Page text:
Policies governing sexual harassment have been at the center of many heated campus debates in recent years. Anita Hill’s testimony during the Clarence Thomas hearings raised the nation’s consciousness and it remains a contentious issue, particularly on college and university campuses.
Long before most of the country turned its attention to the issue of sexual harassment, AAUP developed policies and procedures for dealing with this issue on campus. AAUP standards for assistance for complainants, due process for the accused, and redress for victims are important components of an effective process.
The two major AAUP policy documents addressing the issue are Sexual Harassment: Suggested Policy and Procedures for Handling Complaints and “Due Process in Sexual Harassment Complaints.” Colleges and universities should have policies in place so that procedures can be debated free from pressures arising from a specific incident.
AAUP has long held that “intimidation and harassment” are inconsistent with the maintenance of academic freedom on campus. Further, in its Statement on Professional Ethics, the Association affirms the ethical responsibility of faculty members to avoid “any exploitation of students for…private advantage.”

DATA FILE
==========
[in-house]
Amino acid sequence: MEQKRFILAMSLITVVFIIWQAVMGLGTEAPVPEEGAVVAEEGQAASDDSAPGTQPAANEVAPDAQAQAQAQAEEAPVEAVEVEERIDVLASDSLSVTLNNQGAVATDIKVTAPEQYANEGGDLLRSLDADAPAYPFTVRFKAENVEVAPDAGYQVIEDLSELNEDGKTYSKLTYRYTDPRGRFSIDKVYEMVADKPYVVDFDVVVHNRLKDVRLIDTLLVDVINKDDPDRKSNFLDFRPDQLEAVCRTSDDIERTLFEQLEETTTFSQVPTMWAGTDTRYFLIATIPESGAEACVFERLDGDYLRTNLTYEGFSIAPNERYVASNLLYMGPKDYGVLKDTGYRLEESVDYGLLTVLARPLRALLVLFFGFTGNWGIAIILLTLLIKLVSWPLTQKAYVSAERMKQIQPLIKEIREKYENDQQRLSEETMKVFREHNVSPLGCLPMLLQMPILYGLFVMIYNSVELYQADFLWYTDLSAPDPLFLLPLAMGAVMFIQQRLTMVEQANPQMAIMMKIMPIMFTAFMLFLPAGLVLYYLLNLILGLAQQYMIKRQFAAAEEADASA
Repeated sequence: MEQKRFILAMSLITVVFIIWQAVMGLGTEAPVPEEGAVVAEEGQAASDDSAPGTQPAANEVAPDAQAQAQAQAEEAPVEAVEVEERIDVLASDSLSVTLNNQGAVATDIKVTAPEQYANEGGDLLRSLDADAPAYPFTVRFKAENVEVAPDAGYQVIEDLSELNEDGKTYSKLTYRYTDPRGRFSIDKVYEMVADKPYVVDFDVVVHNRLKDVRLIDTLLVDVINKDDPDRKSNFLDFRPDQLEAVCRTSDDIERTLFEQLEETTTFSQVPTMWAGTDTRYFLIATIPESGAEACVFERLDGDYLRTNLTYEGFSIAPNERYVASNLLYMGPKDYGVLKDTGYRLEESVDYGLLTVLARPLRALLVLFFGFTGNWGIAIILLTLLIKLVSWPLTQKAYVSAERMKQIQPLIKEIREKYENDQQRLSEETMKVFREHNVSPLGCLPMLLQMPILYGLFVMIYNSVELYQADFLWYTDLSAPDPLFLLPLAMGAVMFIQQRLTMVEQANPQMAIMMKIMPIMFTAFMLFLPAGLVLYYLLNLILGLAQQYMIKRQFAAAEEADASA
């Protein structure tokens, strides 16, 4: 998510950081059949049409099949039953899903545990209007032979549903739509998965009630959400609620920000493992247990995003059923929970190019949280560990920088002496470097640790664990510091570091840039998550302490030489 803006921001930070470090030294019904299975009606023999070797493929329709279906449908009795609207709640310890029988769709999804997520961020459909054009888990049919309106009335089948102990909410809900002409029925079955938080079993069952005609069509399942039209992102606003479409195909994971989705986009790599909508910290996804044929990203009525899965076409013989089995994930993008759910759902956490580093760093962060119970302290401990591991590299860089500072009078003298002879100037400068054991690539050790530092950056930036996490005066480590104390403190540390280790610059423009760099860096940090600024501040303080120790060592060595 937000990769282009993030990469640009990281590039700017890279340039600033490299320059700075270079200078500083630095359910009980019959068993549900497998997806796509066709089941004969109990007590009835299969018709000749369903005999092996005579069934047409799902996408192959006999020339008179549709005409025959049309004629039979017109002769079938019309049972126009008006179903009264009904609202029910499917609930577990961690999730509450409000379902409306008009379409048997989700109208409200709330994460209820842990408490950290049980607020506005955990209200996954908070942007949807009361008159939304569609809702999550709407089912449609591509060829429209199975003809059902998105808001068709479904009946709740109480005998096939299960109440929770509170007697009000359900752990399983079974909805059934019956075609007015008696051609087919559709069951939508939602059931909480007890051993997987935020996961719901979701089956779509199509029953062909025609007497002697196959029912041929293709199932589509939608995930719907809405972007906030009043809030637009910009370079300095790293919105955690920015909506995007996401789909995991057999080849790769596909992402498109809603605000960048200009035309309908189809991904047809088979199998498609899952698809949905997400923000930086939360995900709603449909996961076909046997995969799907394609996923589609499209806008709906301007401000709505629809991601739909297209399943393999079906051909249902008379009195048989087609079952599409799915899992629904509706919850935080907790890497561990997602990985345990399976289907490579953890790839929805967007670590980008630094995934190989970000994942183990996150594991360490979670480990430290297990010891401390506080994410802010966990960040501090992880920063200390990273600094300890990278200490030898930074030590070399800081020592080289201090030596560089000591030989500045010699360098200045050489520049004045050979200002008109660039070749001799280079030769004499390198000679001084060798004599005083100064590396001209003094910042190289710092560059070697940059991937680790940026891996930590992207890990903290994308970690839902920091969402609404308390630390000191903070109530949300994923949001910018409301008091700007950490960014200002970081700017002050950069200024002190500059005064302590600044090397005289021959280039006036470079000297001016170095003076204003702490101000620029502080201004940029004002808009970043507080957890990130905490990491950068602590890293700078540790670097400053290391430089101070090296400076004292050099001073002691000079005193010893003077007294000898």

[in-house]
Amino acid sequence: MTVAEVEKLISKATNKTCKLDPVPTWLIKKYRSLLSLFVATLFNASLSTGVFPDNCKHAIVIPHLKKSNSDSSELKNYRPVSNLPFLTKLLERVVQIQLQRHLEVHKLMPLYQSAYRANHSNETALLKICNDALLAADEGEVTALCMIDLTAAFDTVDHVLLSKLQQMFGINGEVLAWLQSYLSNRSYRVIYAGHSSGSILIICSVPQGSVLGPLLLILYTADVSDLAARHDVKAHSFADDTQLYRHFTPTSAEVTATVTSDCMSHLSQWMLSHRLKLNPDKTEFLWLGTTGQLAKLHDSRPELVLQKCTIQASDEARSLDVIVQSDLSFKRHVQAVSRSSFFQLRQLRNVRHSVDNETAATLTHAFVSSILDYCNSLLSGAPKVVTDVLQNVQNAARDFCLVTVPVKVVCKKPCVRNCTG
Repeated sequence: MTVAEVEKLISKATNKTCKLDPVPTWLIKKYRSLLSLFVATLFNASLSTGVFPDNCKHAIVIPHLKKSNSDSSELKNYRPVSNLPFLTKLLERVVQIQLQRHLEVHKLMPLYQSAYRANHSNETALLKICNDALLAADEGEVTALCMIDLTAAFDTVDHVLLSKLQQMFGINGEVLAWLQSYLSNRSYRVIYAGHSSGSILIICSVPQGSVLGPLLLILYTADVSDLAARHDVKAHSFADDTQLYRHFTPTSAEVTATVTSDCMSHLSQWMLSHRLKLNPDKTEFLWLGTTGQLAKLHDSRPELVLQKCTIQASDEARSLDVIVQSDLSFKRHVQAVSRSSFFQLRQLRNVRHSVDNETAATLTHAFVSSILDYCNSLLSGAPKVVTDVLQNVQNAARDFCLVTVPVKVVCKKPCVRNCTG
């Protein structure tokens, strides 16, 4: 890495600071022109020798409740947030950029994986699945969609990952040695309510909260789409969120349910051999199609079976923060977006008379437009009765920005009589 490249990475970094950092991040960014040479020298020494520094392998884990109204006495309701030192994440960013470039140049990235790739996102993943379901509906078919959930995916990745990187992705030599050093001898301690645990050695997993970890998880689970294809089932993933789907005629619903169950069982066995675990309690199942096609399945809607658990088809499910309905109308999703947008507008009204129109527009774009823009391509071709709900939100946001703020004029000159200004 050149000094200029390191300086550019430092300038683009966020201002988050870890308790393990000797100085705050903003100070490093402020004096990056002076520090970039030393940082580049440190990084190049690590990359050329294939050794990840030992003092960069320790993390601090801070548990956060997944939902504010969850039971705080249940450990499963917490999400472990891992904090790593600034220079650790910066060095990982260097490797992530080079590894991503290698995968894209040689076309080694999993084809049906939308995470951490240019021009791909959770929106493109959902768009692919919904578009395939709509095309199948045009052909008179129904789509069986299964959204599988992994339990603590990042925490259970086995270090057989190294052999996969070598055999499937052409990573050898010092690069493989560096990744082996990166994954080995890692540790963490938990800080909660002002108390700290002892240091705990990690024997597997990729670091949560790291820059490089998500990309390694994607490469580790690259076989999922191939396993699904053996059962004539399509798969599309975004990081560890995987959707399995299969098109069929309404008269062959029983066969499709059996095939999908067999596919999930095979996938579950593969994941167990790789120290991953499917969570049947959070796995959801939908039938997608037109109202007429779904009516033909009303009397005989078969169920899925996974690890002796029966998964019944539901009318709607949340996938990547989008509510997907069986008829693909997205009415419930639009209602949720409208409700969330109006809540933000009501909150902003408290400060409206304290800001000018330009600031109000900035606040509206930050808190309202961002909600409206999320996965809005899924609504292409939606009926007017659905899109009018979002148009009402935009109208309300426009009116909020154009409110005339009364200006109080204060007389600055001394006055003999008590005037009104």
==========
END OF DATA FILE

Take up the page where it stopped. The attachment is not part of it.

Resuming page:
The Equal Employment Opportunity Commission (EEOC) has issued guidelines aimed at preventing sexual harassment in the workplace. More recently, the U. S. Department of Education’s Office for Civil Rights (OCR) has issued policy guidance addressing the sexual harassment of students. AAUP’s guidelines reflect the legal principles set forth in these documents while providing procedures specific to the academic workplace, an area where academic freedom and the free expression of ideas are vital to the academy.